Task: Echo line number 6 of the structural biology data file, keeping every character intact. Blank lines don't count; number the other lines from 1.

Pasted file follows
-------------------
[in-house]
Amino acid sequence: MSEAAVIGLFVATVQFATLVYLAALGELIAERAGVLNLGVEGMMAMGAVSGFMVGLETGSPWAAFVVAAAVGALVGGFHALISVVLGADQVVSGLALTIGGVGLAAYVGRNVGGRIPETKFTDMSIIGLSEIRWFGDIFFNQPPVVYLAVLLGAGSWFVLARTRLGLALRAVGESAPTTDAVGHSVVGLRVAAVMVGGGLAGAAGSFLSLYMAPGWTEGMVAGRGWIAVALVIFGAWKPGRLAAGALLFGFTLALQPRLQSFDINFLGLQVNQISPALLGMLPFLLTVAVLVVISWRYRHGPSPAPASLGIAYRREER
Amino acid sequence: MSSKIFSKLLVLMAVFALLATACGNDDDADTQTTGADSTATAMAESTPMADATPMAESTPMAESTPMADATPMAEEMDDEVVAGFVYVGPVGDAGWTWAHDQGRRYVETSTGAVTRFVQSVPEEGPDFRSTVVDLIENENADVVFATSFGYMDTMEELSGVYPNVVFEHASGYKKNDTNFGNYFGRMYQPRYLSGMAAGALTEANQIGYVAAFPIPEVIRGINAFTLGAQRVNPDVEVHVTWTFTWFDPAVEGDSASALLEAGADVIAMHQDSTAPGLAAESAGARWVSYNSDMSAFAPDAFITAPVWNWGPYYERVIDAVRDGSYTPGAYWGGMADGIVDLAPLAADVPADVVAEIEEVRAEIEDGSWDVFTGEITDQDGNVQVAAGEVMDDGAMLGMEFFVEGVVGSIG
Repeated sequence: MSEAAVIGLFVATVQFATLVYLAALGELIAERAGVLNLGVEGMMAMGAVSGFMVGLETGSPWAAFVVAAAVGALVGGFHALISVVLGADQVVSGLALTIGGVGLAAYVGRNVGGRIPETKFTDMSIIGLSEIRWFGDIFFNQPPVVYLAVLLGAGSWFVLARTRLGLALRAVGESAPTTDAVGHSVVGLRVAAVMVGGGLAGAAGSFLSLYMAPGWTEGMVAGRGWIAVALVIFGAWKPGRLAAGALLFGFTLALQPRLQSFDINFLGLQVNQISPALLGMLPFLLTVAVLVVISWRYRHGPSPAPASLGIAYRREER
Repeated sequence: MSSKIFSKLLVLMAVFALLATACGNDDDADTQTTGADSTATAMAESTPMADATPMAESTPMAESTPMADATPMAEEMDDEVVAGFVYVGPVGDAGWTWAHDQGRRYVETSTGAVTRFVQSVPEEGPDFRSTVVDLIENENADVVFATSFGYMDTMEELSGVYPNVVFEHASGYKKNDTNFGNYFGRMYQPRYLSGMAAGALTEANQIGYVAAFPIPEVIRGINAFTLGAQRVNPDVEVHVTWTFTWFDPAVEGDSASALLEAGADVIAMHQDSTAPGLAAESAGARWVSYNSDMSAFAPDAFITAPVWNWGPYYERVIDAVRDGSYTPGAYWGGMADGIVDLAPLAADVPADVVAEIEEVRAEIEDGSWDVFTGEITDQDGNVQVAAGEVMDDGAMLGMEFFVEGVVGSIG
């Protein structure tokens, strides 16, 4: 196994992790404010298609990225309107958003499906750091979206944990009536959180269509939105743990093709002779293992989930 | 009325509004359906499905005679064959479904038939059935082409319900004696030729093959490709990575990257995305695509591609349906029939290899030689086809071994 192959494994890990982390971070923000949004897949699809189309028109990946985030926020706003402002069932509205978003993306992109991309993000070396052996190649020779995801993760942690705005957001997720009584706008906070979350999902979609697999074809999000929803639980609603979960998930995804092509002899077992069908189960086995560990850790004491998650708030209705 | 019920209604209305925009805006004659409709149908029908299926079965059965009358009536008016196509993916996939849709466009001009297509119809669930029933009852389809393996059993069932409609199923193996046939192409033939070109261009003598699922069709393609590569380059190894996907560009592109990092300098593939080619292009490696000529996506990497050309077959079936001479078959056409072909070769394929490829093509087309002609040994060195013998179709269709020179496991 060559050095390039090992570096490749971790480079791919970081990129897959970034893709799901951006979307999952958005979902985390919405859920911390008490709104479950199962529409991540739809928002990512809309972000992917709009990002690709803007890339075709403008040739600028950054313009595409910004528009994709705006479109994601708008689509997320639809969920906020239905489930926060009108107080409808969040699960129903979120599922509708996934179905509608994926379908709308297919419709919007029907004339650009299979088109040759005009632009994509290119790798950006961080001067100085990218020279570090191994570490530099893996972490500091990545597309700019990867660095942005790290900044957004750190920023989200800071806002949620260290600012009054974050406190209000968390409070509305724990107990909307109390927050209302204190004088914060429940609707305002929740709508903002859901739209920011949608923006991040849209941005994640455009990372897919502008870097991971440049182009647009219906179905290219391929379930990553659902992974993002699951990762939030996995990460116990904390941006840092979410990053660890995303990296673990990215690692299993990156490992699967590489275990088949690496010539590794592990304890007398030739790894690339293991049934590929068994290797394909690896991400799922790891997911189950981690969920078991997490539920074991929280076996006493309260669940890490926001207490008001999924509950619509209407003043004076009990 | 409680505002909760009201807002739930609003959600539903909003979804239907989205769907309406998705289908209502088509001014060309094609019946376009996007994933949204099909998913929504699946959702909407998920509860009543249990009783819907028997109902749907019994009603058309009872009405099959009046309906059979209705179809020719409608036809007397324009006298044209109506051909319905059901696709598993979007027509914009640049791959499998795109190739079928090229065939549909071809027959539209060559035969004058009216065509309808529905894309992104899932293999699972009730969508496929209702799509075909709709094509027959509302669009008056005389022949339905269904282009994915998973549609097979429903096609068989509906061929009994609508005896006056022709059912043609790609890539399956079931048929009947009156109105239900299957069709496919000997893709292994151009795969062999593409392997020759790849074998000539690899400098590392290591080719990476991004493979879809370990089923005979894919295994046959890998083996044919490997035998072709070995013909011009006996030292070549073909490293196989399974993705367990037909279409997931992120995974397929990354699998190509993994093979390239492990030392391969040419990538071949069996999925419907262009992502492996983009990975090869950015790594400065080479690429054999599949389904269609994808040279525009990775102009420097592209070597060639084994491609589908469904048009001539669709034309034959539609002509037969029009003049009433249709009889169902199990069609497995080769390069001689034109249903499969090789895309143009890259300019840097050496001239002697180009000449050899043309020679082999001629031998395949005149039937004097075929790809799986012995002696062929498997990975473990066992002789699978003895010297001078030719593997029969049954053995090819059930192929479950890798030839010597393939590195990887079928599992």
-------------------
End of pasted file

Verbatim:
């Protein structure tokens, strides 16, 4: 196994992790404010298609990225309107958003499906750091979206944990009536959180269509939105743990093709002779293992989930 | 009325509004359906499905005679064959479904038939059935082409319900004696030729093959490709990575990257995305695509591609349906029939290899030689086809071994 192959494994890990982390971070923000949004897949699809189309028109990946985030926020706003402002069932509205978003993306992109991309993000070396052996190649020779995801993760942690705005957001997720009584706008906070979350999902979609697999074809999000929803639980609603979960998930995804092509002899077992069908189960086995560990850790004491998650708030209705 | 019920209604209305925009805006004659409709149908029908299926079965059965009358009536008016196509993916996939849709466009001009297509119809669930029933009852389809393996059993069932409609199923193996046939192409033939070109261009003598699922069709393609590569380059190894996907560009592109990092300098593939080619292009490696000529996506990497050309077959079936001479078959056409072909070769394929490829093509087309002609040994060195013998179709269709020179496991 060559050095390039090992570096490749971790480079791919970081990129897959970034893709799901951006979307999952958005979902985390919405859920911390008490709104479950199962529409991540739809928002990512809309972000992917709009990002690709803007890339075709403008040739600028950054313009595409910004528009994709705006479109994601708008689509997320639809969920906020239905489930926060009108107080409808969040699960129903979120599922509708996934179905509608994926379908709308297919419709919007029907004339650009299979088109040759005009632009994509290119790798950006961080001067100085990218020279570090191994570490530099893996972490500091990545597309700019990867660095942005790290900044957004750190920023989200800071806002949620260290600012009054974050406190209000968390409070509305724990107990909307109390927050209302204190004088914060429940609707305002929740709508903002859901739209920011949608923006991040849209941005994640455009990372897919502008870097991971440049182009647009219906179905290219391929379930990553659902992974993002699951990762939030996995990460116990904390941006840092979410990053660890995303990296673990990215690692299993990156490992699967590489275990088949690496010539590794592990304890007398030739790894690339293991049934590929068994290797394909690896991400799922790891997911189950981690969920078991997490539920074991929280076996006493309260669940890490926001207490008001999924509950619509209407003043004076009990 | 409680505002909760009201807002739930609003959600539903909003979804239907989205769907309406998705289908209502088509001014060309094609019946376009996007994933949204099909998913929504699946959702909407998920509860009543249990009783819907028997109902749907019994009603058309009872009405099959009046309906059979209705179809020719409608036809007397324009006298044209109506051909319905059901696709598993979007027509914009640049791959499998795109190739079928090229065939549909071809027959539209060559035969004058009216065509309808529905894309992104899932293999699972009730969508496929209702799509075909709709094509027959509302669009008056005389022949339905269904282009994915998973549609097979429903096609068989509906061929009994609508005896006056022709059912043609790609890539399956079931048929009947009156109105239900299957069709496919000997893709292994151009795969062999593409392997020759790849074998000539690899400098590392290591080719990476991004493979879809370990089923005979894919295994046959890998083996044919490997035998072709070995013909011009006996030292070549073909490293196989399974993705367990037909279409997931992120995974397929990354699998190509993994093979390239492990030392391969040419990538071949069996999925419907262009992502492996983009990975090869950015790594400065080479690429054999599949389904269609994808040279525009990775102009420097592209070597060639084994491609589908469904048009001539669709034309034959539609002509037969029009003049009433249709009889169902199990069609497995080769390069001689034109249903499969090789895309143009890259300019840097050496001239002697180009000449050899043309020679082999001629031998395949005149039937004097075929790809799986012995002696062929498997990975473990066992002789699978003895010297001078030719593997029969049954053995090819059930192929479950890798030839010597393939590195990887079928599992």